If only Arab and Moslem leaders, political and theological, had come forward to condemn the kidnappings of the three boys. . . .
So, what next for Israel to do? First, a wish list:
1. It would be satisfying if the Israeli Defense Forces (IDF) right now — actually, several days ago — would be assigned to re-arrest every single living person whom Israel ever has released in any hostage exchange in the past thirty years. Re-arrest them all (except, of course, for those who are deceased and for those who are outside Israel’s reach). Announce that all past hostage releases were premised on the understanding that there will be no more kidnapings. The Other has gone back to Square One, and so must Israel.
2. It would be satisfying if the Israeli Government would make clear that, from now on, any time an Israeli is taken hostage, the IDF will grab as many as that number of members of the political leadership of the Palestinian Authority. If the Other takes two Israeli teens, then Israel takes two members of the Palestine Authority cabinet.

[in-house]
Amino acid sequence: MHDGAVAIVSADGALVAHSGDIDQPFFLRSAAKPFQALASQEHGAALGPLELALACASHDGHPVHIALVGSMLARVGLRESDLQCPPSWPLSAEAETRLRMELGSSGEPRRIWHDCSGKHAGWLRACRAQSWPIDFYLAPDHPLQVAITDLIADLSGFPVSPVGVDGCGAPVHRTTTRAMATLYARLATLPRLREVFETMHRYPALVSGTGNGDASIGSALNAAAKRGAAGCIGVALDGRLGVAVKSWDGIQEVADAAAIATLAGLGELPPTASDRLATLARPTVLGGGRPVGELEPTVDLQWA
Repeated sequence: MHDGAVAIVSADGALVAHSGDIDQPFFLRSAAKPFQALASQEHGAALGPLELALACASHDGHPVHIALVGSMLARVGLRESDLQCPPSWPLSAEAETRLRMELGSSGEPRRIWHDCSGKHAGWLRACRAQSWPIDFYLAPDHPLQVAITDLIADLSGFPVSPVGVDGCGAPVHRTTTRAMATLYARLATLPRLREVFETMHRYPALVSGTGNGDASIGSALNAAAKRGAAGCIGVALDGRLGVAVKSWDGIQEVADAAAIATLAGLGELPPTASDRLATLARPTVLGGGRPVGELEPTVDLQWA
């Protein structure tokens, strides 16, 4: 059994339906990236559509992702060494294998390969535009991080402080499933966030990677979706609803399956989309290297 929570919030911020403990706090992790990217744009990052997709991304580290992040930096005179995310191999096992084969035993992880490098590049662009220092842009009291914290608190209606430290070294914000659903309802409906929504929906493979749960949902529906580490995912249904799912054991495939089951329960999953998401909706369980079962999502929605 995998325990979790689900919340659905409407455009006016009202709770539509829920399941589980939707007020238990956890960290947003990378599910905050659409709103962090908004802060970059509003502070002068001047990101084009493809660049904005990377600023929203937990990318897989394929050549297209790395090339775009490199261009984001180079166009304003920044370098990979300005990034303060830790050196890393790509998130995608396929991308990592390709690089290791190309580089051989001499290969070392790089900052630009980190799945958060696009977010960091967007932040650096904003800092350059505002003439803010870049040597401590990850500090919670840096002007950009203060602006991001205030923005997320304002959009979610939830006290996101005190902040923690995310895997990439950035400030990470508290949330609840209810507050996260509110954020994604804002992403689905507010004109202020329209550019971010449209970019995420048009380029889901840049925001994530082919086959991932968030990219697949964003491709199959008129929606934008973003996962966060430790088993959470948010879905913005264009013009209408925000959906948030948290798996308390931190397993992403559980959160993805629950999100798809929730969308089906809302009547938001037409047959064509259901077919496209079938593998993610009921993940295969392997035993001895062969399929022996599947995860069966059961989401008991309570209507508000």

3. It would be satisfying if the Israeli Government now would form a Prime Ministerial Special Committee to study steps for reunifying the area, Gush Etzion, into Israel (just like East Jerusalem). The world would call it “annexation.” However, it fairly can be called “reunification.” The world will scream, but they will scream anyway. They scream — they really do — when Israelis make soda pop.